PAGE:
[SIT21-P24] Sharpness of the hemispherical boundary in the inner core beneath the northern Pacific
Keywords:Inner core, Waveform inversion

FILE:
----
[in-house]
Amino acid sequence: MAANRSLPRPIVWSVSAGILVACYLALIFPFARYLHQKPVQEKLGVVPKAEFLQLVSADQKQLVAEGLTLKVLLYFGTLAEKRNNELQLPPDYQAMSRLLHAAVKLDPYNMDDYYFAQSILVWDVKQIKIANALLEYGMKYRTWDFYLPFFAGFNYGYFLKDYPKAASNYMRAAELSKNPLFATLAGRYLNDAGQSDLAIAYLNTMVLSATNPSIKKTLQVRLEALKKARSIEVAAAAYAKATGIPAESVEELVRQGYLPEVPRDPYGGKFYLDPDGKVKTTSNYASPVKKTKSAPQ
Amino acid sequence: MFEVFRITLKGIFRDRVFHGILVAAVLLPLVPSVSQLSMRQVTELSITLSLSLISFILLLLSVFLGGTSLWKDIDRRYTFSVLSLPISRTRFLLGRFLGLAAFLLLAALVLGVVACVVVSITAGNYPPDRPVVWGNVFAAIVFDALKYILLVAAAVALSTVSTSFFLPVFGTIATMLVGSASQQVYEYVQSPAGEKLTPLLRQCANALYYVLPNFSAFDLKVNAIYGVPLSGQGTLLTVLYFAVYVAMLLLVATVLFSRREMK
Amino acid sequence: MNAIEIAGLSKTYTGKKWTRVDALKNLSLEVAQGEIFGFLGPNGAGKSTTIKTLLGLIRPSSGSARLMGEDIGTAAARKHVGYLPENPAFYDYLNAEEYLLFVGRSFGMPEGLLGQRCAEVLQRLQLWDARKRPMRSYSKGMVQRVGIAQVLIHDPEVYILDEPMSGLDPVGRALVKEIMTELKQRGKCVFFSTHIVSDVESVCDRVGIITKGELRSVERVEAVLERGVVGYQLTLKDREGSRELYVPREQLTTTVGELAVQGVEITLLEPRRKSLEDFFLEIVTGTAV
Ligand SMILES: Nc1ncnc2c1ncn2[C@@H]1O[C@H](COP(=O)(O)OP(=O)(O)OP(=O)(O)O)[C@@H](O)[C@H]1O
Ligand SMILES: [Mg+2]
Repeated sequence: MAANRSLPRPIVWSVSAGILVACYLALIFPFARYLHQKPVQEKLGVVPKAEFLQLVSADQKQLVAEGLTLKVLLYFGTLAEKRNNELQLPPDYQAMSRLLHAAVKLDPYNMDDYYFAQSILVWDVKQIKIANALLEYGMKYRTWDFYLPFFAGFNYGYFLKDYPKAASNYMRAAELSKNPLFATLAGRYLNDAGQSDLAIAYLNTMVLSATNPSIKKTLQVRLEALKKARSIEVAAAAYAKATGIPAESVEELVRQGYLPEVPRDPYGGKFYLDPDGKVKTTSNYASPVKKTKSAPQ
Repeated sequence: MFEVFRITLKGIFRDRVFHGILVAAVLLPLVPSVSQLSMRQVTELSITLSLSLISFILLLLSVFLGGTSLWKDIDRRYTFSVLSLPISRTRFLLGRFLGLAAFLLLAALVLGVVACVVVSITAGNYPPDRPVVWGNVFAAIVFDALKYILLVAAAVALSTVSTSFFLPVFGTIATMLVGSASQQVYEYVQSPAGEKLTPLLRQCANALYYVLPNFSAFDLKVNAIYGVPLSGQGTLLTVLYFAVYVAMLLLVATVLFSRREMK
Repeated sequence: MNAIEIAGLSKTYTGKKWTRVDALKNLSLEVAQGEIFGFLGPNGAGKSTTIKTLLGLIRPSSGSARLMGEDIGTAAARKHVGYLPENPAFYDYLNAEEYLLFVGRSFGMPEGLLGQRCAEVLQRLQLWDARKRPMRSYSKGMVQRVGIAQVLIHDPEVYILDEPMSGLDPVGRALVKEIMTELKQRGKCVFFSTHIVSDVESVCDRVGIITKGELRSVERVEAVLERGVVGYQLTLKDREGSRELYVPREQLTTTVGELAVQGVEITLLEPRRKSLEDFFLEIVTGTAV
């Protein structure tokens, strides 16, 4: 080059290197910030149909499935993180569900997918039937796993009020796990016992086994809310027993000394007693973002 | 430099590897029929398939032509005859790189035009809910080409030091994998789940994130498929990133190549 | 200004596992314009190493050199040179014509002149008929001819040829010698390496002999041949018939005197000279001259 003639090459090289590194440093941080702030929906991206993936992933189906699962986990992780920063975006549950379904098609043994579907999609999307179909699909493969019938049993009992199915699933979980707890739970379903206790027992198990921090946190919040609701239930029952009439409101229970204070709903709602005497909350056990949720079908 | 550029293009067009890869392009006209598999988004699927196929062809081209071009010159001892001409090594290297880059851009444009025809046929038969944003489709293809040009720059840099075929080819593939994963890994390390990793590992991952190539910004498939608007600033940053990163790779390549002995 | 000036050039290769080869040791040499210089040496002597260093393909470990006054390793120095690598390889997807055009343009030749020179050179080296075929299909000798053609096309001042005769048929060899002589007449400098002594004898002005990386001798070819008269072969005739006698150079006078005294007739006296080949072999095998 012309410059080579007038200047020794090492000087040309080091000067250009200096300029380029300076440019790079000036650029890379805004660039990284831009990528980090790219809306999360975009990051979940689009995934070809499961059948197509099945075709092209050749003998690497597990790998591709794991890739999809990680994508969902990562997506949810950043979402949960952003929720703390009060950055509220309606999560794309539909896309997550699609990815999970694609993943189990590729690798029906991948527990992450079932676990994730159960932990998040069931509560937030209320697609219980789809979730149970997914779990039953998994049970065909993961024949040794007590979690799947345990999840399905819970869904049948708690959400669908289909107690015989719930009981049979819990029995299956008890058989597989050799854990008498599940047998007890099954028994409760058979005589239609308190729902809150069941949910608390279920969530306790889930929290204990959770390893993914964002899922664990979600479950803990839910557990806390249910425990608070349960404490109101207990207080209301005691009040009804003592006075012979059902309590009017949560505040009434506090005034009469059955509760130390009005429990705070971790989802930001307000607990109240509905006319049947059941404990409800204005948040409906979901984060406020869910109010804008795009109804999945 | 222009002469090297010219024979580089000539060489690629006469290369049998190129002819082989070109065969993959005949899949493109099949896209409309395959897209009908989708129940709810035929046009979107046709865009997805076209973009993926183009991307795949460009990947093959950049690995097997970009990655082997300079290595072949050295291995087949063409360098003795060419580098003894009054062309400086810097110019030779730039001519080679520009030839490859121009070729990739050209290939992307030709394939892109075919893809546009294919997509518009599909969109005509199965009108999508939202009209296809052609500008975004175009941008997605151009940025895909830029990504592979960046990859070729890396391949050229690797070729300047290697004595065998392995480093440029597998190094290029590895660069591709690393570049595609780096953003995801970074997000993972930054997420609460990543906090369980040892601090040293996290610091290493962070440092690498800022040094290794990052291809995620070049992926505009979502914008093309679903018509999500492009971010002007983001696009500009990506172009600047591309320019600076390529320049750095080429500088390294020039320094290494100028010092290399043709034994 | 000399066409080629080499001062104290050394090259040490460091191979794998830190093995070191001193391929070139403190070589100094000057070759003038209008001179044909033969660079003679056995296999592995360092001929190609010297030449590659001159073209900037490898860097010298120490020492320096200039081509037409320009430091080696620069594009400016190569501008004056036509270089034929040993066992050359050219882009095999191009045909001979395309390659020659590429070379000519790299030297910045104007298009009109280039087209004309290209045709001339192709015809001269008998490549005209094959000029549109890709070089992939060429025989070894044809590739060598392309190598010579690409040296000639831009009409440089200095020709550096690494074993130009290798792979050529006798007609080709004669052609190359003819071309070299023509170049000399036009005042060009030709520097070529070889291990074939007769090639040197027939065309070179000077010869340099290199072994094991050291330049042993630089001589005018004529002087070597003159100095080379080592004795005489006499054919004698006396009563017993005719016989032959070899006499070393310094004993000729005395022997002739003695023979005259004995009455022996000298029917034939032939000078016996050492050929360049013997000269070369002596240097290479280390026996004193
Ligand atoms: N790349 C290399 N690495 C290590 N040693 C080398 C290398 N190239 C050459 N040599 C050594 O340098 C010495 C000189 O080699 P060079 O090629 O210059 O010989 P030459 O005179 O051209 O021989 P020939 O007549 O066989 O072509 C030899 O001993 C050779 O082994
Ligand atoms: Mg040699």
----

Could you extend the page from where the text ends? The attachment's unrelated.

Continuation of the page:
In the analysis, waveform inversion approach is employed for each event data to measure traveltime and attenuation in the inner core. As a result, traveltime anomalies observed by EU stations show obvious positive anomaly suggesting mainly propagating the eastern hemisphere, while traveltimes observed by USAray show relatively smaller (or no) anomalies suggesting effects from both of hemispheres. On the other hand, attenuation parameters for both arrays show similar trend that suggests high attenuation corresponding to the eastern hemisphere. To investigate a hemispherical transition boundary in the sampled region, we conduct a ray theory based forward modeling of traveltimes by changing a shape of boundary from meridian boundary to eyeball shaped boundary, and its position. We compute root-mean-square (RMS) of residual between observations and theoretical traveltimes computed with each boundary model. Then, an eyeball shaped boundary, that is located at longitude of 158°W on the equatorial line and latitude of 80°N at the northernmost point, obtained as the preferred boundary model. Finally, we investigate a sharpness of the boundary by varying a width of hemispherical transition. We assume linear variation from the eastern and western hemisphere in a given width and compute RMS. As a result, a width of 600 km at the surface of the inner core shows smaller RMS than sharp boundary. Geophysical significance of this finding will be further discussed.